BY JAMIE FOSTER
A paper, published in the Journal of Research in Personality, says a dog’s personality reflects the personality of its owner. It also explains that dogs experience personality changes similar to how humans do over the course of their lives.
Research conducted in 2020 surveyed the owners of 1,600 dogs, covering 50 different breeds. The canines were split closely between males and females, and their ages spanned from puppies to adult dogs. The owners answered questions about themselves, as well as questions about their pets’ personalities and behavioural history.
The survey revealed that just like human’s dog personalities aren’t set in stone. Rather, dog personalities change as they grow older and are influenced by their lifestyles and experiences. So, remember, the dog you take home from the shelter or the puppy you have fallen in love with isn’t the same dog you’ll have 10 years from now.
Even scientific experiments have proved this.
For example, you rarely find a Hell’s Angel with a bichon frisé, or a sweet little old lady with a bulldog. A gentle quiet academic wouldn’t normally chose a boisterous border collie, nor would an energetic teenager chose a basset hound.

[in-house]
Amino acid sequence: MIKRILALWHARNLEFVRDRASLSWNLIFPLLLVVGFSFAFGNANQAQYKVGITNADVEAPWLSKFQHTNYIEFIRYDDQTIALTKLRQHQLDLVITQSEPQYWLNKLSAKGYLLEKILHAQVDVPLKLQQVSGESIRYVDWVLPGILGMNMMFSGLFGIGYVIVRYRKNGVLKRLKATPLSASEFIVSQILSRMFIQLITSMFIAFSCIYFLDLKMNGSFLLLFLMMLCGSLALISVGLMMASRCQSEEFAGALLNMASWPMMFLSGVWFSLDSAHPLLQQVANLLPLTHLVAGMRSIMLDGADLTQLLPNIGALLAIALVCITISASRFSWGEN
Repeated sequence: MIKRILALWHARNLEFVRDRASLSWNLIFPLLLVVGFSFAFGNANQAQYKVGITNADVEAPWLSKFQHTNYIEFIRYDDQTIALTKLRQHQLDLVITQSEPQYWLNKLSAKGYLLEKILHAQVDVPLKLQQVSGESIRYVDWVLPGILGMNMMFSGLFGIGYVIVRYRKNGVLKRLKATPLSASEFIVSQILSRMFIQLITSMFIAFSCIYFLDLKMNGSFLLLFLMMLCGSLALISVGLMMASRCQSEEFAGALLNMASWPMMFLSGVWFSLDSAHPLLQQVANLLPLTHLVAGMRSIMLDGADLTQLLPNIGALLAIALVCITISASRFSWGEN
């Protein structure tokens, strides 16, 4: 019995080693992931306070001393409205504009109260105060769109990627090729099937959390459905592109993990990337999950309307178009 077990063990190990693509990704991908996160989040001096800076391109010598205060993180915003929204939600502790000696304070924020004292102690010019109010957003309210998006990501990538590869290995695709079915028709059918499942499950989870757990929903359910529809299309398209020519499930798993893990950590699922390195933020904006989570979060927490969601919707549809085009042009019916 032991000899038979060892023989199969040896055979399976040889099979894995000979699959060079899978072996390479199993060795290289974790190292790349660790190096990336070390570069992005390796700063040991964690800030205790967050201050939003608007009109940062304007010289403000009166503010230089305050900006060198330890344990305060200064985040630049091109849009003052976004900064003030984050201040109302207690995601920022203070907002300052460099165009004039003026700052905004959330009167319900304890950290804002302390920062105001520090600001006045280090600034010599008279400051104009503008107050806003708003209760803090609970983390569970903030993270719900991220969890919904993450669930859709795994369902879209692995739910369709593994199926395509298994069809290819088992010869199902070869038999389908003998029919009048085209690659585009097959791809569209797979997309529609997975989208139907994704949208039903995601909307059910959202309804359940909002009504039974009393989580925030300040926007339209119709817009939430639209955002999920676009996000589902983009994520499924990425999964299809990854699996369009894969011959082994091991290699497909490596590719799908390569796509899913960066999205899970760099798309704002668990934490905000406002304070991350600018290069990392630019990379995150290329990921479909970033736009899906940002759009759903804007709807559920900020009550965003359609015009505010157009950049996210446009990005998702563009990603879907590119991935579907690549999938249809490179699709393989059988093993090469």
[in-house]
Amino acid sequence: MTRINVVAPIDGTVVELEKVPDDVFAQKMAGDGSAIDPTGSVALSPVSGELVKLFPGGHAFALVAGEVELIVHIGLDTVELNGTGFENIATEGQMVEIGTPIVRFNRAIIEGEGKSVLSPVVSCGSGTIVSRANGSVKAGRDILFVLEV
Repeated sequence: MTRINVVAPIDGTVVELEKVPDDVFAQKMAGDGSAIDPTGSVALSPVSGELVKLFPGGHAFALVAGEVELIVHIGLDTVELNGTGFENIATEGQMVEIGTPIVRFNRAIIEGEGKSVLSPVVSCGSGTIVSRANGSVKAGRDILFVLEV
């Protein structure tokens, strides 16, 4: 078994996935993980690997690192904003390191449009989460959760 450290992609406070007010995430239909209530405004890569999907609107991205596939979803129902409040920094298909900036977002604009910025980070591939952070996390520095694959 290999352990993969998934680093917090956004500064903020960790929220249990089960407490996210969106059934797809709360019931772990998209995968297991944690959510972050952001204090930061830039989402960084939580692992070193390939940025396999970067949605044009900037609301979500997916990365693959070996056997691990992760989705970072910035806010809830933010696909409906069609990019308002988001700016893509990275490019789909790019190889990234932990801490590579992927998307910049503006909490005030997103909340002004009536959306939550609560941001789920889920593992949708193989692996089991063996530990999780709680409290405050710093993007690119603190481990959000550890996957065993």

Our beloved dogs are rather like our choice of car or the clothes we wear. The science writer David Robson says, ‘The canine mini-me reveals a narcissistic tendency in us all.’
Now Quiller Publishing have published a go to book on this subject. Dogs like Us by artist John Holder is an entertaining read and contains numerous illustrations by him.
In these humorous, colourful illustrations of doppelgänger dogs, Holder has depicted a superb, visually entertaining collection of dogs and their owners in all their lookalike glory. A treat for dog owners everywhere.
If you look at each character closely enough, you will see that they resemble someone you know. Don’t take my word for it. Buy the book.
Dogs Like Us is available to purchase online here.
John Holder was born in Suffolk and now lives in Cambridge where he enjoys walking Murphy, a well-behaved Schnauzer farm dog, every day. Having studied at the Cambridge School of Art, he has had a career spanning over fifty years working as a graphic designer and art director as well as being a visiting lecturer at Anglia Ruskin University where he was awarded an Honorary Doctor of Arts award. John’s illustrations appear regularly in books, newspapers and magazines worldwide.